A post on Amazon crossed my desk today, and have to take issue with it. It was written by Dustin Curtis of Svbtle, and while it is a good read I think it also shows that Curtis doesn't understand consumers.
If there's one thing I hate about book culture it's when someone gets up on their high horse and tells me that I am reading the wrong books, or reading them the wrong way, or reading them in the wrong format.
Juliet Lapidos is one such person. Writing in The Atlantic, she takes the position that you should always finish all of the books you read.
If you were hoping that a public rebuke from the NY Times' public editor would restore some degree of balance to that august publication's coverage of Amazon, I'm sorry but that hasn't happened.
The media spokesperson for Authors United, David Streitfeld, is mixing it up again. He has a new post up on Sunday on the NY Times' Bits blog in which he continues to lay out how evil Amazon is evil. Continue reading
Editor's Note: When discussing self-pub, few pundits consider nonfiction books. In his guest posts on The Digital Reader, William D. O'Neil will help to correct that oversight.
The great majority of indie self-pubs are genre fiction, and a large proportion of nonfiction in self-pub is about how to write and sell genre fiction. Some say self-pub is no good for nonfiction, surely not “serious” nonfiction. I listened to the arguments but decided they were wrong, or at best half true. Continue reading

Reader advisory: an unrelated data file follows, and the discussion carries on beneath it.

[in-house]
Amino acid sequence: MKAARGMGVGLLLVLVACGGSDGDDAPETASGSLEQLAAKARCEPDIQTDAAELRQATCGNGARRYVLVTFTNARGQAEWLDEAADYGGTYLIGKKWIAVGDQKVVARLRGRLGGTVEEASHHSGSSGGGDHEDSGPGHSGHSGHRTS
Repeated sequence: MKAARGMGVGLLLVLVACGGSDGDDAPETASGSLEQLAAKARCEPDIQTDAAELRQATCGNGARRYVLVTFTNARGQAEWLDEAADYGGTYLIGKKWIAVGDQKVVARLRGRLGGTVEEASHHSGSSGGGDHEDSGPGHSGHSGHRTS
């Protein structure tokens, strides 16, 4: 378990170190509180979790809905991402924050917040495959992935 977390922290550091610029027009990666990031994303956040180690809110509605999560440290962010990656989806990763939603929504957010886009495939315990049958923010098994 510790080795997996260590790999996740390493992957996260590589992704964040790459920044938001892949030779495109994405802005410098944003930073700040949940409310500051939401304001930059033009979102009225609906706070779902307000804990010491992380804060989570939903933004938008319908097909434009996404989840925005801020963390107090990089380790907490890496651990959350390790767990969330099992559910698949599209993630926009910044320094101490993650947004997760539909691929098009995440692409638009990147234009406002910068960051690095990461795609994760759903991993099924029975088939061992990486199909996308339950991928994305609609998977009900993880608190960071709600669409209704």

As anyone who has been following the Amazon-Hachette fight can tell you, Hachette has a number of allies in the media. Right or wrong, certain parties are going to slant their coverage of an Amazon story against Amazon, and it is often easy to tell what the slant will be based on who is writing the piece. Continue reading
A couple days ago Mike posted a new screed in which he questions the motivations of indie authors who bash the legacy publishing industry. While Mike can see how advocates of the legacy industry are fighting for their jobs, he thinks indies are arguing against their own interests: Continue reading
Ever since book scanning became practical (and long before it got cheap) there's been an ongoing debate over whether possession of a paper copy of a book entitled the owner to also have a digital copy. (As we all recall, this was even the focal point of several major lawsuits against Google over the past decade.) Continue reading
After this week’s news that Barnes & Noble has lost money yet again, I decided that perhaps I should begin thinking about writing B&N’s obituary. After all, I am a B&N member and I buy a lot of books from B&N and I will miss it when the last store and website is finally shuttered.
But I was told not to don my mourning clothes yet. B&N has a plan. Great, I thought, until I realized that the same people who have brought B&N to its knees are the ones with the plan to save it. Not very likely. Continue reading